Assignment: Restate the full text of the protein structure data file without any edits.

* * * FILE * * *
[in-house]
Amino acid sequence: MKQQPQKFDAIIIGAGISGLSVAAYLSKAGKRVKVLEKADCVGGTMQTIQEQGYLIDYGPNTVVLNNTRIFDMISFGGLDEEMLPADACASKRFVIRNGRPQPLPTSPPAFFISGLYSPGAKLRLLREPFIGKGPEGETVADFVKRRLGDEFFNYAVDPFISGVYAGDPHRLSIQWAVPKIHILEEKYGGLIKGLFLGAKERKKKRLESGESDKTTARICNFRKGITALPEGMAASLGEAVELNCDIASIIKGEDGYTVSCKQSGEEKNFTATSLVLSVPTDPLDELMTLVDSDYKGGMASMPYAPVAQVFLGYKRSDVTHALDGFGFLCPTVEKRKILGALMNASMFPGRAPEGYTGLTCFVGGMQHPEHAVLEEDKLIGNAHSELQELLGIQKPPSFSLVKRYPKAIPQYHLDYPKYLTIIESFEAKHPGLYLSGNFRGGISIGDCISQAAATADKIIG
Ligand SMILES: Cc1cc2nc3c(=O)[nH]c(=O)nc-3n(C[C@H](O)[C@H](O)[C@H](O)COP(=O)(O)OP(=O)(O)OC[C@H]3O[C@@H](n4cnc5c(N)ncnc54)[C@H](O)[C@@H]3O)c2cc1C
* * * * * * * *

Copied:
[in-house]
Amino acid sequence: MKQQPQKFDAIIIGAGISGLSVAAYLSKAGKRVKVLEKADCVGGTMQTIQEQGYLIDYGPNTVVLNNTRIFDMISFGGLDEEMLPADACASKRFVIRNGRPQPLPTSPPAFFISGLYSPGAKLRLLREPFIGKGPEGETVADFVKRRLGDEFFNYAVDPFISGVYAGDPHRLSIQWAVPKIHILEEKYGGLIKGLFLGAKERKKKRLESGESDKTTARICNFRKGITALPEGMAASLGEAVELNCDIASIIKGEDGYTVSCKQSGEEKNFTATSLVLSVPTDPLDELMTLVDSDYKGGMASMPYAPVAQVFLGYKRSDVTHALDGFGFLCPTVEKRKILGALMNASMFPGRAPEGYTGLTCFVGGMQHPEHAVLEEDKLIGNAHSELQELLGIQKPPSFSLVKRYPKAIPQYHLDYPKYLTIIESFEAKHPGLYLSGNFRGGISIGDCISQAAATADKIIG
Ligand SMILES: Cc1cc2nc3c(=O)[nH]c(=O)nc-3n(C[C@H](O)[C@H](O)[C@H](O)COP(=O)(O)OP(=O)(O)OC[C@H]3O[C@@H](n4cnc5c(N)ncnc54)[C@H](O)[C@@H]3O)c2cc1C